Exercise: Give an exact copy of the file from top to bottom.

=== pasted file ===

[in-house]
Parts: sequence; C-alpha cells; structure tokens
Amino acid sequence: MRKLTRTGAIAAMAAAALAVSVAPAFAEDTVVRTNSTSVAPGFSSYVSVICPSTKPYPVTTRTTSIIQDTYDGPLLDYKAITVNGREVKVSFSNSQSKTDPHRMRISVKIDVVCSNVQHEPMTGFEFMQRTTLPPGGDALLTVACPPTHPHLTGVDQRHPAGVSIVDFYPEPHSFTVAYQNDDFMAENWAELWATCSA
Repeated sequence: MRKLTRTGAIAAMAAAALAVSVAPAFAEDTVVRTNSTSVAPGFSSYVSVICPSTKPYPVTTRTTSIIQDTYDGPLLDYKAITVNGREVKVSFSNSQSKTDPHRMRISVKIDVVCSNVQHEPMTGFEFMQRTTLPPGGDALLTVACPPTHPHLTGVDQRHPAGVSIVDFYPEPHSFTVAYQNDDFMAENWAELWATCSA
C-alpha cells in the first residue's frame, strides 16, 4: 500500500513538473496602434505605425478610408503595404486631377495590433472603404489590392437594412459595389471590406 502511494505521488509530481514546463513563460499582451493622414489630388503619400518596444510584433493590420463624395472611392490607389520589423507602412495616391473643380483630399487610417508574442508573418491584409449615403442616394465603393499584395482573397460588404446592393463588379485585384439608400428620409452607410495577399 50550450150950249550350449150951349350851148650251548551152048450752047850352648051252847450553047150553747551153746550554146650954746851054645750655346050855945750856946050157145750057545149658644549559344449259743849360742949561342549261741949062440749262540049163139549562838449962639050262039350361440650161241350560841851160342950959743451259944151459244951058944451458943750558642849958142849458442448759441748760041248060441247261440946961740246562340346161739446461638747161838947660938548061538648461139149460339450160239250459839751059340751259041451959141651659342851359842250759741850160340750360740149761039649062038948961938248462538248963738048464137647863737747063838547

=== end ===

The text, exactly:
[in-house]
Parts: sequence; C-alpha cells; structure tokens
Amino acid sequence: MRKLTRTGAIAAMAAAALAVSVAPAFAEDTVVRTNSTSVAPGFSSYVSVICPSTKPYPVTTRTTSIIQDTYDGPLLDYKAITVNGREVKVSFSNSQSKTDPHRMRISVKIDVVCSNVQHEPMTGFEFMQRTTLPPGGDALLTVACPPTHPHLTGVDQRHPAGVSIVDFYPEPHSFTVAYQNDDFMAENWAELWATCSA
Repeated sequence: MRKLTRTGAIAAMAAAALAVSVAPAFAEDTVVRTNSTSVAPGFSSYVSVICPSTKPYPVTTRTTSIIQDTYDGPLLDYKAITVNGREVKVSFSNSQSKTDPHRMRISVKIDVVCSNVQHEPMTGFEFMQRTTLPPGGDALLTVACPPTHPHLTGVDQRHPAGVSIVDFYPEPHSFTVAYQNDDFMAENWAELWATCSA
C-alpha cells in the first residue's frame, strides 16, 4: 500500500513538473496602434505605425478610408503595404486631377495590433472603404489590392437594412459595389471590406 502511494505521488509530481514546463513563460499582451493622414489630388503619400518596444510584433493590420463624395472611392490607389520589423507602412495616391473643380483630399487610417508574442508573418491584409449615403442616394465603393499584395482573397460588404446592393463588379485585384439608400428620409452607410495577399 50550450150950249550350449150951349350851148650251548551152048450752047850352648051252847450553047150553747551153746550554146650954746851054645750655346050855945750856946050157145750057545149658644549559344449259743849360742949561342549261741949062440749262540049163139549562838449962639050262039350361440650161241350560841851160342950959743451259944151459244951058944451458943750558642849958142849458442448759441748760041248060441247261440946961740246562340346161739446461638747161838947660938548061538648461139149460339450160239250459839751059340751259041451959141651659342851359842250759741850160340750360740149761039649062038948961938248462538248963738048464137647863737747063838547